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Sellers in a dangerous time

Given the doldrums of the current bookselling market, Saturday morning’s BEC panel on creative ways to increase bookstore traffic proved timely. The owners of three successful independent bookstores “ Doug Minett of Guelph, Ontario’s the Book Shelf, Joanne Saul from Toronto mini-chain Type Books, and Christopher Smith from Ottawa’s Collected Works “ discussed the ways they have managed to broaden the role of their stores in their communities and increase sales by generating increased traffic.

Minett, whose store has been an innovator in the industry for 35 years, talked about how the Book Shelf has evolved over the years. We opened in an area where there were no big-box stores or shopping malls at the time, he noted. But now we’re in an era of competition. Early on in the store’s development, Minett envisioned the Book Shelf as a hybrid of bookshop and community hub, and the store has grown over the years to include a cinema, bar/café, and small art gallery space. An adjacent restaurant that once brought in $1-million a year in revenue was recently sold off to a private owner, though Minett now expresses some regret about that decision.

Expanding the store to include these other attractions and hosting high-profile events (such as a recent reading with novelist Salman Rushdie at a local church that drew a sold-out crowd of 700) helps draw additional traffic and sets the Book Shelf apart from its competitors, Minett said. Right now, we’re in an industry that is declining¦ Maybe the way to halt the decline is to go back to those very fundamental ideas of excitement and engagement “ not just [focusing on] the blockbuster [titles] or the big technology, he told Q&Q following the talk.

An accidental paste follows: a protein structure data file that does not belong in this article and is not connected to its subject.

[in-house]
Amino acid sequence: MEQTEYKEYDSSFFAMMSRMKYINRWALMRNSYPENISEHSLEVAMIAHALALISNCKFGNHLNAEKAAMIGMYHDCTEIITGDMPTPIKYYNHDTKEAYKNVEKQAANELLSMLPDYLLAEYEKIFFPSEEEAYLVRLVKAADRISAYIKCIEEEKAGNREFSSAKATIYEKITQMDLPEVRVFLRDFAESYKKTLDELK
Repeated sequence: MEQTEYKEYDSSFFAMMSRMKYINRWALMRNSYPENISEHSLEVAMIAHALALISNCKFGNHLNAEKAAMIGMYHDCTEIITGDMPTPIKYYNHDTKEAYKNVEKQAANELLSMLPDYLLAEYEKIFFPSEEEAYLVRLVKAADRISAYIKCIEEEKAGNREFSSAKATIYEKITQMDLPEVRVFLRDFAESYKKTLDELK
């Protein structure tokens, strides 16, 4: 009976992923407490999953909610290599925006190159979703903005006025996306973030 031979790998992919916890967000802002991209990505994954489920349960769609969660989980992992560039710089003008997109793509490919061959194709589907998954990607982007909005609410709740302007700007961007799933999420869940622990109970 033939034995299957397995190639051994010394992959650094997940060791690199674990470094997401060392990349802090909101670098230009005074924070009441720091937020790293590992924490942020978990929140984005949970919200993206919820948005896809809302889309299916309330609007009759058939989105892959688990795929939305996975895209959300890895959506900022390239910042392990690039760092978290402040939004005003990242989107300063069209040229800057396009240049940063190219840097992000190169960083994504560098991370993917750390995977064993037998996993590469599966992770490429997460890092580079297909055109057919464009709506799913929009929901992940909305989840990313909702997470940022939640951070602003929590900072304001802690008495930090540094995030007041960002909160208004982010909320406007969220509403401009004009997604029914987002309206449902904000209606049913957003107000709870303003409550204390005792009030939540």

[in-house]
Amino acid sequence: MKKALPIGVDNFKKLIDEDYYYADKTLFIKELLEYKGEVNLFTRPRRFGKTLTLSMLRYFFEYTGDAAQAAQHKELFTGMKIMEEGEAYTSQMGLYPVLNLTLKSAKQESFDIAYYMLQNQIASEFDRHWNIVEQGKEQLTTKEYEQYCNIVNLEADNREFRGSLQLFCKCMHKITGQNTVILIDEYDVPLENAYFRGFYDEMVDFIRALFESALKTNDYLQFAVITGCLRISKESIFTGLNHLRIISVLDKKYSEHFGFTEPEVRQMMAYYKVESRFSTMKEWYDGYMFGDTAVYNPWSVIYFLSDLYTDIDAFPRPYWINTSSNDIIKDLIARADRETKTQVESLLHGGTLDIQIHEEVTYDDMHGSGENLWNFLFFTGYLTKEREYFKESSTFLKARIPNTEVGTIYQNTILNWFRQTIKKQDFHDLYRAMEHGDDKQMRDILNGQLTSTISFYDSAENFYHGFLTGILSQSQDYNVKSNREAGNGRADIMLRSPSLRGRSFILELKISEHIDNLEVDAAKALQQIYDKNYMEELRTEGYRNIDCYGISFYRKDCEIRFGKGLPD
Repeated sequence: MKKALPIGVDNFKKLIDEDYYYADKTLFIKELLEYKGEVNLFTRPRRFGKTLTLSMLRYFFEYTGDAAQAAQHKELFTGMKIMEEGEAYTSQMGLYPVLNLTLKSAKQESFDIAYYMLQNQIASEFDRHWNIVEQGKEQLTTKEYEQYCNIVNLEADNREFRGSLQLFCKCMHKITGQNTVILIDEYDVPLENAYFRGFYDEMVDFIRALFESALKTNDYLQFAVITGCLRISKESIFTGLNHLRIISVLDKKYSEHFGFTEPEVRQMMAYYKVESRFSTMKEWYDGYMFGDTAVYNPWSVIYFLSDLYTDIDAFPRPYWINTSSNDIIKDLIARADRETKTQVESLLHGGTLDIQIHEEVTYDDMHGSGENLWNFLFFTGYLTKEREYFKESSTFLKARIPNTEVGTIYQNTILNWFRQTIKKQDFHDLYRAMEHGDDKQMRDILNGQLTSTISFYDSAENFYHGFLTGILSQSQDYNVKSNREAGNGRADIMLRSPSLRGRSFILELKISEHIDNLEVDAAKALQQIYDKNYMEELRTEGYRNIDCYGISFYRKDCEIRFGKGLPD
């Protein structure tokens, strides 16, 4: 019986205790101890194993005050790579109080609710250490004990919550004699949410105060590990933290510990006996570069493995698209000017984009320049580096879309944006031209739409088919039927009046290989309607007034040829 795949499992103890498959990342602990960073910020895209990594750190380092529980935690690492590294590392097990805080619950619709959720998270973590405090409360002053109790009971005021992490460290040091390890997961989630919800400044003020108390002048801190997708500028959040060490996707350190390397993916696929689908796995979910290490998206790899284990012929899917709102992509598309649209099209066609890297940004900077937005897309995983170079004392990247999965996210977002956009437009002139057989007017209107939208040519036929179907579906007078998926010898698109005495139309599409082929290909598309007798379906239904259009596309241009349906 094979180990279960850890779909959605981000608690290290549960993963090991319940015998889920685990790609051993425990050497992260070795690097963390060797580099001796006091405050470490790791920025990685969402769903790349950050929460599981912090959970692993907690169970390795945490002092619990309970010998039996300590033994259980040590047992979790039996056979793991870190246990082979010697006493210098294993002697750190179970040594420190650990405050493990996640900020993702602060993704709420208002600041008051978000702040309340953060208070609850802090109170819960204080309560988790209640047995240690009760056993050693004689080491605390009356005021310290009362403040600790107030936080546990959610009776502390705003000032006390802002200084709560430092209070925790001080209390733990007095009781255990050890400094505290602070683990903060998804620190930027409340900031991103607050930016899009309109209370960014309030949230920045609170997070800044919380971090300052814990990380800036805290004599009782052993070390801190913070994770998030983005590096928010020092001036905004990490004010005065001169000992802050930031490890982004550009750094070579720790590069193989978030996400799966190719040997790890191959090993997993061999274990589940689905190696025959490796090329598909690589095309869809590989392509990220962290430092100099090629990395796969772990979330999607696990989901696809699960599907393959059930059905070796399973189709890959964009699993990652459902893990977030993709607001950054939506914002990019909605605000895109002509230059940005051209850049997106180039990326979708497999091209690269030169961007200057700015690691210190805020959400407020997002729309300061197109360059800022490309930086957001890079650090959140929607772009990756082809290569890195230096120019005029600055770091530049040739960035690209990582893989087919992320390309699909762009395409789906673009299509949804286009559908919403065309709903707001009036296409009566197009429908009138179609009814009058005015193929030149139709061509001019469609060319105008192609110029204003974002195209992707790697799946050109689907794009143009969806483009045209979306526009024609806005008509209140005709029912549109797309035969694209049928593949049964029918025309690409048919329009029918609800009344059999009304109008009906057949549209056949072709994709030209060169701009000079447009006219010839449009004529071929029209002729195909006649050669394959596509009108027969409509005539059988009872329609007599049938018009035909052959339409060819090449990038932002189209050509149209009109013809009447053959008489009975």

Type Books’ Joanne Saul also stressed the need for adding value to a bookstore, noting that showcasing local artists at Type’s original Queen St. West location has proved popular with both area residents and other visitors dropping by the store. The art installations have also created an opportunity to drum up some press, which is crucial in spreading the word about new independent stores, Saul pointed out. It gives us the chance for a press release and a launch, she said, noting that Type has been featured on local and national radio, television, and newspapers regularly since it opened its first store two years ago. The media coverage has been invaluable “ the onus doesn’t fall on us [to advertise or promote the store]¦ Who’s kidding who? We can’t do it. Do we make money from the gallery? Not much. It’s not a highly profitable venture¦ but it raises our profile in the media and the community.

Originally, at their Queen West location, Type had hoped to run children’s programming, but it didn’t seem to fit well with the neighbourhood, Saul said. Instead, Type will now carry that idea over to their new location on the Danforth (an extremely family-friendly neighbourhood).